I know this isn’t VR-related but being a huge Star Trek Fan and the new Strange New Worlds series I thought that my fellow Tech-minded Trekkies might enjoy this story about the fabulous new Anamorphic/i Full Frame Plus Special Flare Lenses.
– Star Trek: Strange New Worlds, spin-off from Star Trek: Discovery, uses three sets of new Special Flare primes to add more organic qualities to the image –
Leicester, UK – 11 May, 2022 – Star Trek: Strange New Worlds will bring viewers to where no Star Trek viewer has gone before – to a world with a look all its own. Using three sets of Cooke Optics Anamorphic/i Full Frame Plus Special Flare lenses, cinematographer Glen Keenan, CSC, achieved his desire for the most organic, non-studio look to convince the audience they were seeing a real location.
A spin-off from Star Trek: Discovery and a prequel to Star Trek: The Original Series, it follows Captain Christopher Pike and the crew of the USS Enterprise. The Star Trek Universe’s journey for its streaming series to get to anamorphic full frame with special flare started with Star Trek: Discovery (Disco), where Keenan served as cinematographer for seasons one through three.
“Season two of Disco was our move to anamorphic primes [for 2.39:1 for streaming], and that won me over,” said Keenan. “For Star Trek, there’s a studio, but no reality. I want to convince the audience that we are in a real space with a lens that would add more organic qualities to the image. The Cooke anamorphic special flares have the right amount of aberrations and flare for the signature Star Trek blue streak flare. Two things really help with reality: the expected inconsistencies between lenses help to ground the story like we were really there and the anamorphic falloff. Both of those features help to deliberately frame the action to where I want the audience to focus on.”
The offer for Keenan to move to Star Trek: Strange New Worlds and develop the look came from Alex Kurtzman, creator and executive producer of Star Trek: Discovery.
“I worked with Alex during Sleepy Hollow, and I was already in Toronto with an opening in my schedule which is how I got Disco,” said Keenan. “Alex had a bunch of projects, but he wanted me for Strange New Worlds. It struck the right chord, with an element of change that I wanted mentally and visually to get to the audience.”
While Star Trek: Discovery was an HD production, Keenan had bigger plans for Star Trek: Strange New Worlds.
“There was a moment when shooting Disco in anamorphic that I knew I really wanted full frame special flare for 4K for Strange New Worlds. My supplier got on the horn with Cooke. And Cooke built a custom set for Strange New Worlds, delivering two sets before episode one, then the third set once they were made. Cooke stepped up with a full-frame anamorphic special flare for day one. It was remarkable. Three sets in two months.”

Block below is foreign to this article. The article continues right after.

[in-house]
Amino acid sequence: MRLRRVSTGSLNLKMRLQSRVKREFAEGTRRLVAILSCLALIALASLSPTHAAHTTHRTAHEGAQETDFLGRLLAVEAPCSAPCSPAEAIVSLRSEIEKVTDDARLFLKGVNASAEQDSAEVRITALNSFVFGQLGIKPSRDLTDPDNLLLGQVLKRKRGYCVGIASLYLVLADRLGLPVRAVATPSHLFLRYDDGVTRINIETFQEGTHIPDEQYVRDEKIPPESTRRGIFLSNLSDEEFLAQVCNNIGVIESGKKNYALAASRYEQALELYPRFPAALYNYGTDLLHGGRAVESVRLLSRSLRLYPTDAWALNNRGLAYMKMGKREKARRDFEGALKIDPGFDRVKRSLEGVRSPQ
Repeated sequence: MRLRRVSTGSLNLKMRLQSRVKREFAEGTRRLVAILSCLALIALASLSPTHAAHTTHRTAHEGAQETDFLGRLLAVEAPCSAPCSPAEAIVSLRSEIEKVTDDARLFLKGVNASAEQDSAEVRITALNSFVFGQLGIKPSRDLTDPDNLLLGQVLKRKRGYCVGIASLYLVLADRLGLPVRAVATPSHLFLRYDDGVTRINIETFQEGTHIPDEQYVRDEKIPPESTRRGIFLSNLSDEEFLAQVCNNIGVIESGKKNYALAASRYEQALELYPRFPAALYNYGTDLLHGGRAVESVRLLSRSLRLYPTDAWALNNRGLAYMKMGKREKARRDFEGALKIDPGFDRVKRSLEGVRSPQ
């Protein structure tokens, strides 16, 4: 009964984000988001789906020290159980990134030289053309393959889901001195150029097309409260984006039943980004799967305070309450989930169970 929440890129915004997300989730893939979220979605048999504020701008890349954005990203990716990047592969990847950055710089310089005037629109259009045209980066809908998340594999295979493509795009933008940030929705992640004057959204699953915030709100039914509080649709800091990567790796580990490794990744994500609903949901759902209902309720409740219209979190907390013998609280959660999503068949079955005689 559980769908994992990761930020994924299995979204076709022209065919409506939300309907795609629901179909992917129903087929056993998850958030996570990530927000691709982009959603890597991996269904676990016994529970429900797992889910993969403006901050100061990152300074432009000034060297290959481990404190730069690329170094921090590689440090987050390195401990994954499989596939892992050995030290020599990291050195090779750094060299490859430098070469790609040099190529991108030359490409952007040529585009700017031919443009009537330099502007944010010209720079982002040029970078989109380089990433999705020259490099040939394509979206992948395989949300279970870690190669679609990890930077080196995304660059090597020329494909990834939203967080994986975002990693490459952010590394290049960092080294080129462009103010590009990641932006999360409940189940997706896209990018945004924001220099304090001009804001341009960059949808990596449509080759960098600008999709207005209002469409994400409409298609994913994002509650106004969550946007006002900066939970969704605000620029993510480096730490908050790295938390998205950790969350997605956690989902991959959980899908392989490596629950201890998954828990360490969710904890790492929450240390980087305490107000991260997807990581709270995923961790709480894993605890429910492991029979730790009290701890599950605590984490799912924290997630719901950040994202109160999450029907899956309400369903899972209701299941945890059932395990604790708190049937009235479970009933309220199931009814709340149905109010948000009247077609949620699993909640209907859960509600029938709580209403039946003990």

Star Trek: Strange New Worlds’ three sets of Anamorphic/i Full Frame Plus Special Flare lenses consisted of the 32mm, 40mm, 50mm, 75mm, 85mm MACRO, 100mm, and 135mm for three ARRI ALEXA LF and four ARRI ALEXA Mini LF cameras.
“During episode seven, I discovered the macro on the 85mm for close-up work,” said Keenan. “It became our favorite close-up lens as it’s just lovely with great falloff. Our main lens was the 40mm which can be seen in every episode and then the 75mm for our Steadicam, where the full-frame anamorphic allows me to have a great focal range. Steadicam helps tell the story well and gives you a nice shot that you don’t have to edit.”
Unlike other current Star Trek series, Star Trek: Strange New Worlds is more in tune with Star Trek: The Original Series with each episode standing on its own, and thus being shot out of sequence. Keenan shot episodes 1, 2, 4, 7 and 9, with cinematographer Magdalena Górka shooting episodes 3, 5, 6, 8 and 10.
“With me shooting episodes 1 and 2, it helped us to set the tone for the series,” said Keenan. “This really is more like The Original Series. You can see it in the main themes of our showrunners and the nostalgic quality of the sets, wardrobe, characters, and photography. We’re being as honest as you can be to a show shot in the 60’s with a minimal budget. When talking with my crew – camera, lighting and rigging – we look at our problems as though we’re in the 60’s. We have a lot of tools, but that doesn’t mean we should use everything and abuse it. The Disco approach has the camera always moving and being aggressive with cameras spinning in every episode, we’re different…it’s a living space and we don’t get in the way unless called for by the script, which allowed me to go for a bigger camera – with variations in episodes based on the scripts. Thematically, we take an episode and device the lighting scenario for that. Our challenge was to make it its own version of the Star Trek Universe…even the language of this show is just different enough to give it its own voice.”